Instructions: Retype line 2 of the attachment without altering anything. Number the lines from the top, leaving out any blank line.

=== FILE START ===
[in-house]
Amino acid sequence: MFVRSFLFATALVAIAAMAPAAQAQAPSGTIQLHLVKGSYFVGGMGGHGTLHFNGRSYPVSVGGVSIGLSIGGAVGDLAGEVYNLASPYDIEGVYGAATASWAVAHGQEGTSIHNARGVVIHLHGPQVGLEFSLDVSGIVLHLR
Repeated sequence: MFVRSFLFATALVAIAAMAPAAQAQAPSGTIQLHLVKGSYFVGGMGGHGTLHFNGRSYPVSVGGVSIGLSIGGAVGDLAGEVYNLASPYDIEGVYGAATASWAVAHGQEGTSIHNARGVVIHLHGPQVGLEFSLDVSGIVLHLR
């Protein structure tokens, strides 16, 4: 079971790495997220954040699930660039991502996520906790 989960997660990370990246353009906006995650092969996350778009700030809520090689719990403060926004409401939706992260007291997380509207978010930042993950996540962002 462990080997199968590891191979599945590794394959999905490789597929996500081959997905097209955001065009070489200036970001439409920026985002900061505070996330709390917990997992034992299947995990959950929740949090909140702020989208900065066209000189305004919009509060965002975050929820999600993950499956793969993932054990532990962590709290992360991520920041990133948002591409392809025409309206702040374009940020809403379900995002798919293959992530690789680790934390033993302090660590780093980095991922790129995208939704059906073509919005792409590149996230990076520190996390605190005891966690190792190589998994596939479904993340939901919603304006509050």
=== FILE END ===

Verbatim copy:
Amino acid sequence: MFVRSFLFATALVAIAAMAPAAQAQAPSGTIQLHLVKGSYFVGGMGGHGTLHFNGRSYPVSVGGVSIGLSIGGAVGDLAGEVYNLASPYDIEGVYGAATASWAVAHGQEGTSIHNARGVVIHLHGPQVGLEFSLDVSGIVLHLR